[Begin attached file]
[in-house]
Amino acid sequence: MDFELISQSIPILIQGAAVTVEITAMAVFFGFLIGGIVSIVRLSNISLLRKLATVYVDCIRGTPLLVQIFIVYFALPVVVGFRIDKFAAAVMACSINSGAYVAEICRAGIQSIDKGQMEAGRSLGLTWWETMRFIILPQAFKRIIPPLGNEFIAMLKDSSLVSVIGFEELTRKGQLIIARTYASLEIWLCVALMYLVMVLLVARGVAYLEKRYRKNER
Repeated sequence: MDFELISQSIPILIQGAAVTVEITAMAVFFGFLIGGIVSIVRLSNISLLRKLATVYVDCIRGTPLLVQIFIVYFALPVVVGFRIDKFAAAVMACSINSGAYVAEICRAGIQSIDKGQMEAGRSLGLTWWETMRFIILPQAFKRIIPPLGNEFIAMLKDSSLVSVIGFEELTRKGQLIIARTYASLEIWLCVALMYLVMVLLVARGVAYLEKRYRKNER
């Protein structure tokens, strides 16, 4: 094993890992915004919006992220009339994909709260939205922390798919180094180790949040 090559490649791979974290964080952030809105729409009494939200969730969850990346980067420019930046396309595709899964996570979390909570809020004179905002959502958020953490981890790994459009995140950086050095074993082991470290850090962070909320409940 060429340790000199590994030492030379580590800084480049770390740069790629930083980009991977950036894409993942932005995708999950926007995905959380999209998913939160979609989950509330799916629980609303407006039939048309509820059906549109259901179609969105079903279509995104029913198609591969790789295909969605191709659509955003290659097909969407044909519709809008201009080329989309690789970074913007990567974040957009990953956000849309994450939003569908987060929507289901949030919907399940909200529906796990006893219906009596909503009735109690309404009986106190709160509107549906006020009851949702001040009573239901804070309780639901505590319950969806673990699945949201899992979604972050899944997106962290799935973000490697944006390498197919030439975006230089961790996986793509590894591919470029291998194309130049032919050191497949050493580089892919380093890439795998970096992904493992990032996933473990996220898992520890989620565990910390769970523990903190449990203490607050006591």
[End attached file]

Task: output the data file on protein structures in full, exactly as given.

[in-house]
Amino acid sequence: MDFELISQSIPILIQGAAVTVEITAMAVFFGFLIGGIVSIVRLSNISLLRKLATVYVDCIRGTPLLVQIFIVYFALPVVVGFRIDKFAAAVMACSINSGAYVAEICRAGIQSIDKGQMEAGRSLGLTWWETMRFIILPQAFKRIIPPLGNEFIAMLKDSSLVSVIGFEELTRKGQLIIARTYASLEIWLCVALMYLVMVLLVARGVAYLEKRYRKNER
Repeated sequence: MDFELISQSIPILIQGAAVTVEITAMAVFFGFLIGGIVSIVRLSNISLLRKLATVYVDCIRGTPLLVQIFIVYFALPVVVGFRIDKFAAAVMACSINSGAYVAEICRAGIQSIDKGQMEAGRSLGLTWWETMRFIILPQAFKRIIPPLGNEFIAMLKDSSLVSVIGFEELTRKGQLIIARTYASLEIWLCVALMYLVMVLLVARGVAYLEKRYRKNER
């Protein structure tokens, strides 16, 4: 094993890992915004919006992220009339994909709260939205922390798919180094180790949040 090559490649791979974290964080952030809105729409009494939200969730969850990346980067420019930046396309595709899964996570979390909570809020004179905002959502958020953490981890790994459009995140950086050095074993082991470290850090962070909320409940 060429340790000199590994030492030379580590800084480049770390740069790629930083980009991977950036894409993942932005995708999950926007995905959380999209998913939160979609989950509330799916629980609303407006039939048309509820059906549109259901179609969105079903279509995104029913198609591969790789295909969605191709659509955003290659097909969407044909519709809008201009080329989309690789970074913007990567974040957009990953956000849309994450939003569908987060929507289901949030919907399940909200529906796990006893219906009596909503009735109690309404009986106190709160509107549906006020009851949702001040009573239901804070309780639901505590319950969806673990699945949201899992979604972050899944997106962290799935973000490697944006390498197919030439975006230089961790996986793509590894591919470029291998194309130049032919050191497949050493580089892919380093890439795998970096992904493992990032996933473990996220898992520890989620565990910390769970523990903190449990203490607050006591």